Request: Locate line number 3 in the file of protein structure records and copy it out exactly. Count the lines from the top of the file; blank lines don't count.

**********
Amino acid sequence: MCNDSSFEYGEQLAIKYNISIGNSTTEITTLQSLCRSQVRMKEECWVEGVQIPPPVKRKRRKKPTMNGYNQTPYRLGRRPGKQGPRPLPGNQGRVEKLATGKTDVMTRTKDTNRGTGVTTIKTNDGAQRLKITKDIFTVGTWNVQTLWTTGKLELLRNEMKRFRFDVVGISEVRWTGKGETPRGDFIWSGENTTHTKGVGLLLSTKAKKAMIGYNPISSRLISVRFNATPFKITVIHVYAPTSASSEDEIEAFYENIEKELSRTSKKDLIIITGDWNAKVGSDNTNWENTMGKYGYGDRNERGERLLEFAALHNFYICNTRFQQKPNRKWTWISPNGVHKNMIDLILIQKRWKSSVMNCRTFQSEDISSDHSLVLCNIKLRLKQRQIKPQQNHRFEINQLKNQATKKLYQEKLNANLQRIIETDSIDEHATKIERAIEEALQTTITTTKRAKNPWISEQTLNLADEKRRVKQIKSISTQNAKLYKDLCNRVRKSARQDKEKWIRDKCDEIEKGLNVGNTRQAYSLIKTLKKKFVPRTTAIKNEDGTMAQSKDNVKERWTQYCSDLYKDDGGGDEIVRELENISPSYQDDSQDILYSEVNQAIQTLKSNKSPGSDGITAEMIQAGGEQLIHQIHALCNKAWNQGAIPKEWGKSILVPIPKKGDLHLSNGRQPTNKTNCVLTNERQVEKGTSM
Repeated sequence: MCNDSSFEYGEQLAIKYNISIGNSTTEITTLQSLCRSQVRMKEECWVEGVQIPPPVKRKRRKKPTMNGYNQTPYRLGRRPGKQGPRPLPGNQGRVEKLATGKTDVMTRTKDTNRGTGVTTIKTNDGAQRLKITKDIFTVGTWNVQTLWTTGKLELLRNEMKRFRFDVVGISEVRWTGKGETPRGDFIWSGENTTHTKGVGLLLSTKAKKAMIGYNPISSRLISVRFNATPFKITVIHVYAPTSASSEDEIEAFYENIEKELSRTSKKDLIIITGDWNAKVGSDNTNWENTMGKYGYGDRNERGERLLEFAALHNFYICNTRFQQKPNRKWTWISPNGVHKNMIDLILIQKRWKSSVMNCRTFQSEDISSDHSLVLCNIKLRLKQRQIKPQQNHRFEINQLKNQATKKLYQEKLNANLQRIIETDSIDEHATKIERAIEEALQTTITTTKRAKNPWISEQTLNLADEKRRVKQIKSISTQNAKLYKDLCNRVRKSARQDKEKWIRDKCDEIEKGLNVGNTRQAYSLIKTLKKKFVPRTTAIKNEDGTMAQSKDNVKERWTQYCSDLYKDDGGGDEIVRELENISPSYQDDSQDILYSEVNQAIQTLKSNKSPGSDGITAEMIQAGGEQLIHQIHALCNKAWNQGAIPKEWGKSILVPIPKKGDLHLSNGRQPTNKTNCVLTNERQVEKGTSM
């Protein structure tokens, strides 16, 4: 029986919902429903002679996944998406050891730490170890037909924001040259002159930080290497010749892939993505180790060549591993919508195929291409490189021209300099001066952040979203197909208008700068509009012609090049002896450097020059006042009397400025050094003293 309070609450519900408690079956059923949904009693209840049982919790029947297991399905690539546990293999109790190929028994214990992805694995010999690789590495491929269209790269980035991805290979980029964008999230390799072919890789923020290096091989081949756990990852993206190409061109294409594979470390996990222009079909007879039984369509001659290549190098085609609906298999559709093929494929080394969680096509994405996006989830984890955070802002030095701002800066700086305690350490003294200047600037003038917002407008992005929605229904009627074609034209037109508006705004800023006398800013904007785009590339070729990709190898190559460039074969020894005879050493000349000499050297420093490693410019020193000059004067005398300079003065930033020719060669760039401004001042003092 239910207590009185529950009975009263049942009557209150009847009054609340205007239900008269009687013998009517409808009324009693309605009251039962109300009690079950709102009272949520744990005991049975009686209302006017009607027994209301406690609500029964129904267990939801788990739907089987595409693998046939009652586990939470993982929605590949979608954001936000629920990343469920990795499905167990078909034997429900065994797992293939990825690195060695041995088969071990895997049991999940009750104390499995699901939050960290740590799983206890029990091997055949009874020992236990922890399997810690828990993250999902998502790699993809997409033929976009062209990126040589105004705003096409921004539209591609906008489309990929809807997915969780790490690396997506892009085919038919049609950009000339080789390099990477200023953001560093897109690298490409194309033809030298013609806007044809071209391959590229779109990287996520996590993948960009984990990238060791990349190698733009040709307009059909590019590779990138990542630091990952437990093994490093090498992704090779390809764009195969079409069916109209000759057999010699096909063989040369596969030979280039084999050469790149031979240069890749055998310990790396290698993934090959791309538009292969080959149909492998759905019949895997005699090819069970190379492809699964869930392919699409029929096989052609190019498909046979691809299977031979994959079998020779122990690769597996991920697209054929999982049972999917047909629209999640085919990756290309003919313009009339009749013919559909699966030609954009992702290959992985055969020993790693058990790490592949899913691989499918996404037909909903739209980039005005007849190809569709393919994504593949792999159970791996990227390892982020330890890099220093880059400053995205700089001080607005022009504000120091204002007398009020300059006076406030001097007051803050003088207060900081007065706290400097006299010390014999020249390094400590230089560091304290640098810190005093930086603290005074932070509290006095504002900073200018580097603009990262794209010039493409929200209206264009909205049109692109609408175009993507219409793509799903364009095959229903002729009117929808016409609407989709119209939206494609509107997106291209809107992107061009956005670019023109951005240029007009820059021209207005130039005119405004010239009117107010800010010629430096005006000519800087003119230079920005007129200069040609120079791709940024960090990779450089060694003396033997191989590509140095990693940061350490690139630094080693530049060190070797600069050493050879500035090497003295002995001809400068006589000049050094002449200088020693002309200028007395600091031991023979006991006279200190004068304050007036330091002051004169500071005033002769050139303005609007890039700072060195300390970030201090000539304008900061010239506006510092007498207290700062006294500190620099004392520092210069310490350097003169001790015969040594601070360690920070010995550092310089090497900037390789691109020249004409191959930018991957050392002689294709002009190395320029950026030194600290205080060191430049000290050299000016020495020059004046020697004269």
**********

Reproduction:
């Protein structure tokens, strides 16, 4: 029986919902429903002679996944998406050891730490170890037909924001040259002159930080290497010749892939993505180790060549591993919508195929291409490189021209300099001066952040979203197909208008700068509009012609090049002896450097020059006042009397400025050094003293 309070609450519900408690079956059923949904009693209840049982919790029947297991399905690539546990293999109790190929028994214990992805694995010999690789590495491929269209790269980035991805290979980029964008999230390799072919890789923020290096091989081949756990990852993206190409061109294409594979470390996990222009079909007879039984369509001659290549190098085609609906298999559709093929494929080394969680096509994405996006989830984890955070802002030095701002800066700086305690350490003294200047600037003038917002407008992005929605229904009627074609034209037109508006705004800023006398800013904007785009590339070729990709190898190559460039074969020894005879050493000349000499050297420093490693410019020193000059004067005398300079003065930033020719060669760039401004001042003092 239910207590009185529950009975009263049942009557209150009847009054609340205007239900008269009687013998009517409808009324009693309605009251039962109300009690079950709102009272949520744990005991049975009686209302006017009607027994209301406690609500029964129904267990939801788990739907089987595409693998046939009652586990939470993982929605590949979608954001936000629920990343469920990795499905167990078909034997429900065994797992293939990825690195060695041995088969071990895997049991999940009750104390499995699901939050960290740590799983206890029990091997055949009874020992236990922890399997810690828990993250999902998502790699993809997409033929976009062209990126040589105004705003096409921004539209591609906008489309990929809807997915969780790490690396997506892009085919038919049609950009000339080789390099990477200023953001560093897109690298490409194309033809030298013609806007044809071209391959590229779109990287996520996590993948960009984990990238060791990349190698733009040709307009059909590019590779990138990542630091990952437990093994490093090498992704090779390809764009195969079409069916109209000759057999010699096909063989040369596969030979280039084999050469790149031979240069890749055998310990790396290698993934090959791309538009292969080959149909492998759905019949895997005699090819069970190379492809699964869930392919699409029929096989052609190019498909046979691809299977031979994959079998020779122990690769597996991920697209054929999982049972999917047909629209999640085919990756290309003919313009009339009749013919559909699966030609954009992702290959992985055969020993790693058990790490592949899913691989499918996404037909909903739209980039005005007849190809569709393919994504593949792999159970791996990227390892982020330890890099220093880059400053995205700089001080607005022009504000120091204002007398009020300059006076406030001097007051803050003088207060900081007065706290400097006299010390014999020249390094400590230089560091304290640098810190005093930086603290005074932070509290006095504002900073200018580097603009990262794209010039493409929200209206264009909205049109692109609408175009993507219409793509799903364009095959229903002729009117929808016409609407989709119209939206494609509107997106291209809107992107061009956005670019023109951005240029007009820059021209207005130039005119405004010239009117107010800010010629430096005006000519800087003119230079920005007129200069040609120079791709940024960090990779450089060694003396033997191989590509140095990693940061350490690139630094080693530049060190070797600069050493050879500035090497003295002995001809400068006589000049050094002449200088020693002309200028007395600091031991023979006991006279200190004068304050007036330091002051004169500071005033002769050139303005609007890039700072060195300390970030201090000539304008900061010239506006510092007498207290700062006294500190620099004392520092210069310490350097003169001790015969040594601070360690920070010995550092310089090497900037390789691109020249004409191959930018991957050392002689294709002009190395320029950026030194600290205080060191430049000290050299000016020495020059004046020697004269």